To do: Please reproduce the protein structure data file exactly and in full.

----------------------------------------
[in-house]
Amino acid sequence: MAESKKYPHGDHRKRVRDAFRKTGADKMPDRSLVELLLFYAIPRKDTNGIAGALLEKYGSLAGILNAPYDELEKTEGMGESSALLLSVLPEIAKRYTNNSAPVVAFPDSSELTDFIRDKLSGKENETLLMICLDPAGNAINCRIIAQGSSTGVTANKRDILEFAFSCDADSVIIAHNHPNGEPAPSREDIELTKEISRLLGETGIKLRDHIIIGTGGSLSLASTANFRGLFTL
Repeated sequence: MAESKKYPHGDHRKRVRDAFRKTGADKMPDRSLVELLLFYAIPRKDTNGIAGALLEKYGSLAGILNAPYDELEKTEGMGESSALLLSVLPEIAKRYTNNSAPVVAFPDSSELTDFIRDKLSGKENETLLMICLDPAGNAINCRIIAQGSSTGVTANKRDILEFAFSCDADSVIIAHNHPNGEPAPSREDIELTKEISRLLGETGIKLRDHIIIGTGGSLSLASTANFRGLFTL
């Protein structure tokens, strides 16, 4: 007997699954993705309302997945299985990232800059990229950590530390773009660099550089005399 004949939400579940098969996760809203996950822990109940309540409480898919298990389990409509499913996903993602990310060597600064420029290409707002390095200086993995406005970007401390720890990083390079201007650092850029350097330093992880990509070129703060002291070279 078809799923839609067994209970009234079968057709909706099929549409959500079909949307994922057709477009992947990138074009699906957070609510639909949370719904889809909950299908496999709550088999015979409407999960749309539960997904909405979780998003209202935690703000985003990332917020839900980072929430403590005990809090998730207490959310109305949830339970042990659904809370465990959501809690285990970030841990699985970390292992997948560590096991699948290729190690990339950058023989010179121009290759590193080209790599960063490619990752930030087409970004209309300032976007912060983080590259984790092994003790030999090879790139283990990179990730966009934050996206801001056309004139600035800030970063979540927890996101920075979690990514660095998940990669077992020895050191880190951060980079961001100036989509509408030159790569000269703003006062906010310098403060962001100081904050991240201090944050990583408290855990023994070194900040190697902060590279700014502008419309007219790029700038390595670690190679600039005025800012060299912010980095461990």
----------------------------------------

[in-house]
Amino acid sequence: MAESKKYPHGDHRKRVRDAFRKTGADKMPDRSLVELLLFYAIPRKDTNGIAGALLEKYGSLAGILNAPYDELEKTEGMGESSALLLSVLPEIAKRYTNNSAPVVAFPDSSELTDFIRDKLSGKENETLLMICLDPAGNAINCRIIAQGSSTGVTANKRDILEFAFSCDADSVIIAHNHPNGEPAPSREDIELTKEISRLLGETGIKLRDHIIIGTGGSLSLASTANFRGLFTL
Repeated sequence: MAESKKYPHGDHRKRVRDAFRKTGADKMPDRSLVELLLFYAIPRKDTNGIAGALLEKYGSLAGILNAPYDELEKTEGMGESSALLLSVLPEIAKRYTNNSAPVVAFPDSSELTDFIRDKLSGKENETLLMICLDPAGNAINCRIIAQGSSTGVTANKRDILEFAFSCDADSVIIAHNHPNGEPAPSREDIELTKEISRLLGETGIKLRDHIIIGTGGSLSLASTANFRGLFTL
């Protein structure tokens, strides 16, 4: 007997699954993705309302997945299985990232800059990229950590530390773009660099550089005399 004949939400579940098969996760809203996950822990109940309540409480898919298990389990409509499913996903993602990310060597600064420029290409707002390095200086993995406005970007401390720890990083390079201007650092850029350097330093992880990509070129703060002291070279 078809799923839609067994209970009234079968057709909706099929549409959500079909949307994922057709477009992947990138074009699906957070609510639909949370719904889809909950299908496999709550088999015979409407999960749309539960997904909405979780998003209202935690703000985003990332917020839900980072929430403590005990809090998730207490959310109305949830339970042990659904809370465990959501809690285990970030841990699985970390292992997948560590096991699948290729190690990339950058023989010179121009290759590193080209790599960063490619990752930030087409970004209309300032976007912060983080590259984790092994003790030999090879790139283990990179990730966009934050996206801001056309004139600035800030970063979540927890996101920075979690990514660095998940990669077992020895050191880190951060980079961001100036989509509408030159790569000269703003006062906010310098403060962001100081904050991240201090944050990583408290855990023994070194900040190697902060590279700014502008419309007219790029700038390595670690190679600039005025800012060299912010980095461990």